EUR – the long shadow of Covid-19 continues to hang over the outlook – but could encourage a more generous fiscal response eventually – could even be positive for the euro if this means more bond issuance. ECB can expand QE now or not until December – not sure it matters either way. The fiscal is the more important factor
JPY – the US yields have backed down again and risk is a bit wobbly – usually ideal feeding grounds for some JPY strength – would expect this more in the crosses than in USDJPY – but the latter is important as a benchmark as long as USDJPY is south of 105.0.
CHF – time is too precious these days to spend it on the franc. CHF a nonfactor within 1.06-1.09 range in EURCHF.
GBP – as noted above, not entirely sure the market gets what it expects if a breakthrough in talks is evident by Wednesday (the latest extension in EU chief negotiator Barnier’s stay in London).
AUD – The Chinese yuan in for further consolidation lower, but perhaps AUD getting a relative boost from easing Covid-19 lockdown measures. A bit of worry at the margin as Mongolia replaced Australia as the top supplier of coal to China
CAD – CAD a notch lower after recent outperformance and on weak oil prices to start the week, but let’s have a look at Bank of Canada meeting on Wednesday (no expectations around that). Upside pivot for USDCAD remains the 1.3250 area.
NZD – continues to press its case stronger against the Aussie as the market brushed off the weak NZ Q3 CPI last week. The big level there coming into view is the 200-day moving average, currently at 1.0630.
SEK – remain impressed with SEK resilience despite string of bad news in EU and latest Covid-19 developments, but backdrop preventing more determined krona rally – could yet push slowly to 10.20-25 in EURSEK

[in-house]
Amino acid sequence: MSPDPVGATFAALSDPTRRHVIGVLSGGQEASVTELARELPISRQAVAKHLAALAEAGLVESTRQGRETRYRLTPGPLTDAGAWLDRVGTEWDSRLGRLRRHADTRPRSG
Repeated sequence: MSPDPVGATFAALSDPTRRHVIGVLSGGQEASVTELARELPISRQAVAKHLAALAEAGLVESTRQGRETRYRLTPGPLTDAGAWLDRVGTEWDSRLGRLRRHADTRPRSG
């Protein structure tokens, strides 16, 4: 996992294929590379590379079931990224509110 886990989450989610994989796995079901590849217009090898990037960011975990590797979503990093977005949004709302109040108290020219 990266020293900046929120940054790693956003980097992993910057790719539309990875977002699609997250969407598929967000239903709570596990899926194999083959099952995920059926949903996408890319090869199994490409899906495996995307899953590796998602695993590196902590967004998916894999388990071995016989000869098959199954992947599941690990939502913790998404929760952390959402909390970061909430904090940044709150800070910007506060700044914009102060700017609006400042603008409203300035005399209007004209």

NOK – weak oil markets to open the week have EURNOK testing 11.00 this morning – but note the NOK buying that came in on the breech of that level – it’s the clear line in the sand here.
Upcoming Economic Calendar Highlights (all times GMT)
- 1230 – US Sep. Chicago Fed National Activity Index
- 1400 – US Sep. New Home Sales
- 1430 – US Oct. Dallas Fed Manufacturing
- 2300 – South Korea Q3 GDP
- 0230 – Australia RBA’s Debelle and Bullock to speak
Quarterly Outlook Q2 2022
Quarterly Outlook Q2 2022: The End Game has arrived
- Shocks from covid and the war in Ukraine have forced the global financial and political world to change, but what will the end game be?
Productivity and innovation have never been more importantAs the world economy hits physical limits and central banks tighten their belts, could equities be facing a 10-15% downside?
The great EUR recovery and the difficulty of trading itIf the terrible fog of war hopefully lifts soon, the conditions are promising for the euro to reprice significantly higher.
Tight commodity markets – turbocharged by war and sanctionsWith supply already tight, commodities keep powering on. But will it last for yet another quarter?
Between a rock and a hard placeGeopolitical concerns will add upward price pressures and fears of slower growth, while volatility will remain elevated.
The Great ErosionInflation is everywhere and central banks try to combat it. But will they get it under control in time?
Australian investing: Six considerations amid triple Rs: rising rates, record inflation and likely recessionWhile global financial markets are struggling in an uncertain world, the commodity-heavy Australian ASX index is poised to keep a positive momentum.
Cybersecurity – the rush to catch up with realityWith the invasion of Ukraine, governments and private companies are rushing to reinforce their cyber defenses.